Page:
The well-known hymn declares, “There is power, power, wonder-working power, in the blood of the Lamb.” As we study the New Testament, we identify numerous benefits of the blood of Christ.
- It has reconciling power. The Gentile Ephesians were at one time “aliens from the commonwealth of Israel and strangers from the covenants of promise” (Eph. 2:12), but they were “made nigh by the blood of Christ” (2:13); they were reconciled unto God by the cross (2:16). Even “when we were enemies, we were reconciled to God by the death of His Son” (Rom. 5:10).
- It has redeeming power. The very reason Jesus shed His blood and gave Himself for us is “that he might redeem us from all iniquity” (Tit. 2:14). The only thing valuable enough to redeem us back into God’s favor is “the precious blood of Christ,” Who is “a lamb without blemish and without spot” (1:18-19).
- It has remitting power. The blood of Christ is powerful enough to release us from the debt of our sins (Acts 2:22-38). As the song says, “He paid a debt He did not owe, I owed a debt I could not pay. I needed someone to wash my sins away. And now I sing a brand new song—Amazing Grace—Christ Jesus paid the debt that I could never pay!”
- It has cleansing power. Jesus “loved us and washed us from our sins in his own blood” (Rev. 1:5). John wrote of those who “washed their robes, and made them white in the blood of the Lamb” (7:14). Zechariah foretold that a fountain would be opened for sin and for uncleanness (Zech. 13:1). That fountain was opened on Pentecost (Acts 2:38) and it has been flowing ever since. Consequently, we can triumphantly sing, “There is a fountain filled with blood, drawn from Immanuel’s veins. And sinners plunged beneath that flood lose all their guilty stains!” Only the blood of Jesus is powerful enough to wash away our sins. Thus, we sing, “What can wash away my sins? Nothing but the blood of Jesus!”
- It has sanctifying power. The Hebrews writer observed in Hebrews 9:13-14: “For if the blood of bulls and of goats and the ashes of a heifer sprinkling the unclean, sanctifieth to the purifying of the flesh: How much more shall the blood of Christ, who through the eternal Spirit offered himself without spot to God, purge your conscience from dead works to serve the living God?” Thus we read, “Wherefore Jesus also, that he might sanctify the people with his own blood, suffered without the gate” (13:12).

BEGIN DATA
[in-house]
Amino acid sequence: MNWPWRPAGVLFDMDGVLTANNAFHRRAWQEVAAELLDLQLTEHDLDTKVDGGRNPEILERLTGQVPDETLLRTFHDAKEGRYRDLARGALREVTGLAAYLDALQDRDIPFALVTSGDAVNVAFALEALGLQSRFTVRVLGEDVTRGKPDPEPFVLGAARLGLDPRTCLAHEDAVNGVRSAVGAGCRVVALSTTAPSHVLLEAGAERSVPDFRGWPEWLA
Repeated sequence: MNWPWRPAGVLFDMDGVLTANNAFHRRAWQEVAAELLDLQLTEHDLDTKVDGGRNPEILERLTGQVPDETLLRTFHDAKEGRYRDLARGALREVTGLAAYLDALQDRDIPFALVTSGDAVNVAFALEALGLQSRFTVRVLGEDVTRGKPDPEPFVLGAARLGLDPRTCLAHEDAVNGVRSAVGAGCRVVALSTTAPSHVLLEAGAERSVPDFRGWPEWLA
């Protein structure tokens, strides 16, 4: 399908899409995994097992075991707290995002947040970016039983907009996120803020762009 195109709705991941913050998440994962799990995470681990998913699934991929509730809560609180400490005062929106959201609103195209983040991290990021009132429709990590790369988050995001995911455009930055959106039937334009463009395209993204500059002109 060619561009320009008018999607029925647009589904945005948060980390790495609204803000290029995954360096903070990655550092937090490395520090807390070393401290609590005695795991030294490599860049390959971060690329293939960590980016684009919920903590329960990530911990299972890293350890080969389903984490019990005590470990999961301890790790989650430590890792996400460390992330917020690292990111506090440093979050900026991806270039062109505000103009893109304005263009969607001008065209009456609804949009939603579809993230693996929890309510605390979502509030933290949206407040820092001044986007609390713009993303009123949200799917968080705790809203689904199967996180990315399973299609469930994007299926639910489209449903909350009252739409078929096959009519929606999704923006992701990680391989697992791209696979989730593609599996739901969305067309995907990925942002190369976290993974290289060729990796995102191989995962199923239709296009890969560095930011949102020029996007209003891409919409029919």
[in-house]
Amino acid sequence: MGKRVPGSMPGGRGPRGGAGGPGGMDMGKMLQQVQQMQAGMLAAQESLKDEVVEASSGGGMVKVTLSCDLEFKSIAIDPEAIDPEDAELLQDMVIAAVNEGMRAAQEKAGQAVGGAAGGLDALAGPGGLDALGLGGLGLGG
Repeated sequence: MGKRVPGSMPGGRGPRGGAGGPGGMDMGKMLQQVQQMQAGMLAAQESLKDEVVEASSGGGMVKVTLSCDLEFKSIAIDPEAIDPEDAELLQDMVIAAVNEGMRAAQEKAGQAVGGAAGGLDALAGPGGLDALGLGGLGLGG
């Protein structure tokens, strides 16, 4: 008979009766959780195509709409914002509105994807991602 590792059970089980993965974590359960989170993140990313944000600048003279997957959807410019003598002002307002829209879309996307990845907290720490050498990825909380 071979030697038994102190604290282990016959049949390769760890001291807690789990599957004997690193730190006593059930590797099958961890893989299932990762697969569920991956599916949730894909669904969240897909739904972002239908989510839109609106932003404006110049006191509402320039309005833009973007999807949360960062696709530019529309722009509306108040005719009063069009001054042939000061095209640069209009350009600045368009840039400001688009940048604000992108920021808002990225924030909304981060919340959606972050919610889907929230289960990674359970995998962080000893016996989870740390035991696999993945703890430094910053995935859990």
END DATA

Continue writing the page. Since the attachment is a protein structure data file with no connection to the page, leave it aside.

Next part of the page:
- It has justifying power. Paul expressly affirms that we are “justified by his blood” (Rom. 5:9). We are “justified freely by his grace through the redemption that is in Christ Jesus: Whom God hath set forth to be a propitiation through faith in his blood…(Rom. 3:24-25). This passage leaves no doubt concerning what it is that justifies us—it is the blood of Christ.
- It has purchasing power. The blood of Christ purchased the church of Christ (Acts 20:28). One cannot be saved apart from the blood of Christ, but since the blood purchased the church, one cannot be saved without being a member of the blood-bought church of Christ.
The blood of Christ was shed so that all people of every kindred, tongue, and nation might be saved (Rev. 5:9). The only beneficiaries of the blood of Christ are those who contact it by obedience to the gospel. The controversy has to do with when the blood of Jesus is applied to our sin-stained souls.
The prevailing teaching among denominations is that, when one says the sinner’s prayer, he is saved. However, the fabled “sinner’s prayer” is a concoction of the doctrines and commandments of men. Where is the verse where an inspired preacher ever instructed a sinner to say the sinner’s prayer in order to be saved?
Peter did not invite the hearers on Pentecost to bow their heads and invite Jesus into their heart. Rather, he commanded them to repent and be baptized for the remission of sins (Acts 2:38). The blood of Christ is what gives us remission of sins (Mt. 26:28) and being baptized in water, as a penitent, confessing, believer is when this remission of sins is granted. The blood of Christ is what washed Saul’s sins away (Rev. 1:5), but Saul’s baptism in water (preceded by his faith and repentance) is when they were washed away (Acts 22:16). The blood of Christ is what purges our conscience from sins (Heb. 9:14), and the moment when we, as penitent, confessing, believers, are baptized is when we obtain that good conscience (I Pet. 3:21).
Some falsely accuse us of believing in “water salvation.” In truth, we believe in “blood salvation.” However, just as Naaman had to dip in the water in order to contact the power of God to wash away his leprosy (II Kgs. 5), we must, as penitent, confessing, believers, be dipped in water to contact the blood of Christ and enter the church of Christ.